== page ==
The class action litigation funding model, which now plays a significant role within Australian shareholder class actions, would struggle to prosper in the United States.
Discussing the future of corporate class actions last week at ALFA International's 2011 Annual Client Seminar, hosted by TressCox Lawyers, Strasburger & Price partner David Cibrian said it would be an "uphill battle" for litigation funders to succeed in the United States because of the presence of contingency fees, which are absent in Australia and England.
"I think it's a challenge for the funding model because we have contingent fees," said the Dallas-based lawyer. "Contingency fees are alive and well in the United States so a plaintiff attorney who thinks he or she has a viable case, it is really not that expensive to front some cost ... I think most plaintiff [attorneys] are willing to take it on the chin and invest in their own cases."
Providing an overview of the US class action regime and the recent developments affecting the future of class actions, Cibrian also discussed the "use and abuse" of class actions in the US over the years, particularly in the area of employment.
Citing the gender discrimination class action against Walmart, which involved 1.5 million female employees and constitutes the largest certified class action in US history, Cibrian described the efforts by the US Supreme Court to move away from the abuse of class actions and the "get rich quick schemes" within the employment practices area - one of the greatest areas of abuse according to Cibrian, along with securities fraud.
"A lot of litigation that has some substance is not really intended to address some sort of grave injustice ... which should be at the core of class actions," he said. "Decades ago in the United States, when you had wholesale environmental contamination, where entire communities were affected, you could see the class action, from a public policy standpoint, having a reason for being. We have really gotten away from that."
The future of class actions in Europe
In contrast to the strength of class actions in the United States, it's a different picture in Europe.
Also presenting at the ALFA seminar on the topic, Protecting your business assets at home and abroad, London-based Charles Russell partner John Sykes discussed the decline of class actions in England thanks to a fear amongst government and business of disrupting business and creating a litigious society - a fear that has heightened during the recent market turmoil.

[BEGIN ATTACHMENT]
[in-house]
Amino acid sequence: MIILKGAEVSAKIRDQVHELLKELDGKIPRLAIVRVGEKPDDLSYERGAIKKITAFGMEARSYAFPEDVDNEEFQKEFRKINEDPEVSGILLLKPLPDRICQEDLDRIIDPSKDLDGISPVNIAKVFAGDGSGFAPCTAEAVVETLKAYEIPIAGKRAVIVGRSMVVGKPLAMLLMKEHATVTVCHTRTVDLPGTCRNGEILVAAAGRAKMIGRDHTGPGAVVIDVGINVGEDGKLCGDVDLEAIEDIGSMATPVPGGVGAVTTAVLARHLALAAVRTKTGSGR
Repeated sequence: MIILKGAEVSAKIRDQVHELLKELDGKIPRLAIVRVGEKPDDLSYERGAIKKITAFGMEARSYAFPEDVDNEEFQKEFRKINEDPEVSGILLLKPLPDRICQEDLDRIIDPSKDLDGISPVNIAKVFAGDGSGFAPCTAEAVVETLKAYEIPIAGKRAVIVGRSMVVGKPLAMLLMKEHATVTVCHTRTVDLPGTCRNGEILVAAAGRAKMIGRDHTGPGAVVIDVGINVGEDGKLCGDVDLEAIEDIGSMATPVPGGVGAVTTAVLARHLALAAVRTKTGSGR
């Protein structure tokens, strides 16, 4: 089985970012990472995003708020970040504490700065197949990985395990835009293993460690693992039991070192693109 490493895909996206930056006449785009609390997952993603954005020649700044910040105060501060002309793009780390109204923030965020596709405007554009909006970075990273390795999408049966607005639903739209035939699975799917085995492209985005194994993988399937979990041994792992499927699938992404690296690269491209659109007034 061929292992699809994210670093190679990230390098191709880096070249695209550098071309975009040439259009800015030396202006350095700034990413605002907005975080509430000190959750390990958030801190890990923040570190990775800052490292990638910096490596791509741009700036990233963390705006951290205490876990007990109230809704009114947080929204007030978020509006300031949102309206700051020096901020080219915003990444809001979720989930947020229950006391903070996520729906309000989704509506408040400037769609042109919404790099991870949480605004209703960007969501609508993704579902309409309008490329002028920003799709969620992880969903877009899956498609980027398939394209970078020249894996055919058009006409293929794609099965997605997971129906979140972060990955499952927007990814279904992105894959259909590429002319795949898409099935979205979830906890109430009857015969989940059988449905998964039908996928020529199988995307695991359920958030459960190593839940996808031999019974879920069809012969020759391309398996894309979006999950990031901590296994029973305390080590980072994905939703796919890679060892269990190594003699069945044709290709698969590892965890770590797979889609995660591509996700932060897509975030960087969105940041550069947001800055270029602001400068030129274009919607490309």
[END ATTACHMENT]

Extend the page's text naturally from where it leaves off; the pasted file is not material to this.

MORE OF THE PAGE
"Class actions, and the availability of them, are a political issue," said Sykes. "In Europe, the politics behind it is a fear of disrupting business in Europe. It's a fear of creating a litigious society - the sort of society we say we don't have in Europe, but perhaps the US do have. And we're scared of that. Business is scared of that litigious society."
According to Sykes, some of the reasons why there are more class actions in the US, compared to Europe where their prevalence is waning, include the United States' opt-out procedure for class actions (as opposed to Europe's opt-in procedure) and the existence of contingency fees, which Europe does not have.
The fact that losers of a class action in England pay the winner's costs presents a huge potential liability and discourages class actions, according to Sykes.
"Trials are rare and the number of class actions is declining," he said, adding that an opt-out system, similar to the US, was proposed in England back in 2008 but later rejected by government, and that the introduction of contingency fees in England has also been recommended in the past.
"Class actions ... [have] been on the agenda in the EU for a long time and it's mainly consumer class actions that they're interested in," said Sykes. "But it's mostly talk. There was a public consultation in April 2011 and it was agreed that class actions perform a positive role, particularly where consumers are concerned, but again, fear of the US style of class actions has meant there has been very little action."
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